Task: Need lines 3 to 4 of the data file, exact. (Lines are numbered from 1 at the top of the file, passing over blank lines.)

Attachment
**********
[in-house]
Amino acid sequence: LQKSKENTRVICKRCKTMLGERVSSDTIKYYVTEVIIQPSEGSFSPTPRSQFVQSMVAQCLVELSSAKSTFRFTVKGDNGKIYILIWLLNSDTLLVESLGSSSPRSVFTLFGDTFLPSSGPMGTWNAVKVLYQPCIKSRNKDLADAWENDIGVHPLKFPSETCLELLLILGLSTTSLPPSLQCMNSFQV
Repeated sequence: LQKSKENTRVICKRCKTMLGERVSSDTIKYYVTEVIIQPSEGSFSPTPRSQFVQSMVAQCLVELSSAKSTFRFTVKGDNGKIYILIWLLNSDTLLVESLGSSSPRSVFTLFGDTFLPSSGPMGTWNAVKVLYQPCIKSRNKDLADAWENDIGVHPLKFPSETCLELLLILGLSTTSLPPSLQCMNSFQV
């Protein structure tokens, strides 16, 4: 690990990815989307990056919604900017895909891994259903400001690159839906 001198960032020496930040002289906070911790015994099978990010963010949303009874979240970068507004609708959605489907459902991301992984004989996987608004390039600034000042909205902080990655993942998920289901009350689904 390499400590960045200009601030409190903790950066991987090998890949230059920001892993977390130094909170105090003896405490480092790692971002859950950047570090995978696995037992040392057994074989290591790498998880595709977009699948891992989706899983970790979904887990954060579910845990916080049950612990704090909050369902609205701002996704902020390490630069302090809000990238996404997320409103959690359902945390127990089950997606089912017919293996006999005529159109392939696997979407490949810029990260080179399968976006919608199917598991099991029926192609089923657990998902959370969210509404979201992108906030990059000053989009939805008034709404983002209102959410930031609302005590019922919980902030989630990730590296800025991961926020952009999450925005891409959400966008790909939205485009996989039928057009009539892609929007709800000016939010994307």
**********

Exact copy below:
Repeated sequence: LQKSKENTRVICKRCKTMLGERVSSDTIKYYVTEVIIQPSEGSFSPTPRSQFVQSMVAQCLVELSSAKSTFRFTVKGDNGKIYILIWLLNSDTLLVESLGSSSPRSVFTLFGDTFLPSSGPMGTWNAVKVLYQPCIKSRNKDLADAWENDIGVHPLKFPSETCLELLLILGLSTTSLPPSLQCMNSFQV
């Protein structure tokens, strides 16, 4: 690990990815989307990056919604900017895909891994259903400001690159839906 001198960032020496930040002289906070911790015994099978990010963010949303009874979240970068507004609708959605489907459902991301992984004989996987608004390039600034000042909205902080990655993942998920289901009350689904 390499400590960045200009601030409190903790950066991987090998890949230059920001892993977390130094909170105090003896405490480092790692971002859950950047570090995978696995037992040392057994074989290591790498998880595709977009699948891992989706899983970790979904887990954060579910845990916080049950612990704090909050369902609205701002996704902020390490630069302090809000990238996404997320409103959690359902945390127990089950997606089912017919293996006999005529159109392939696997979407490949810029990260080179399968976006919608199917598991099991029926192609089923657990998902959370969210509404979201992108906030990059000053989009939805008034709404983002209102959410930031609302005590019922919980902030989630990730590296800025991961926020952009999450925005891409959400966008790909939205485009996989039928057009009539892609929007709800000016939010994307």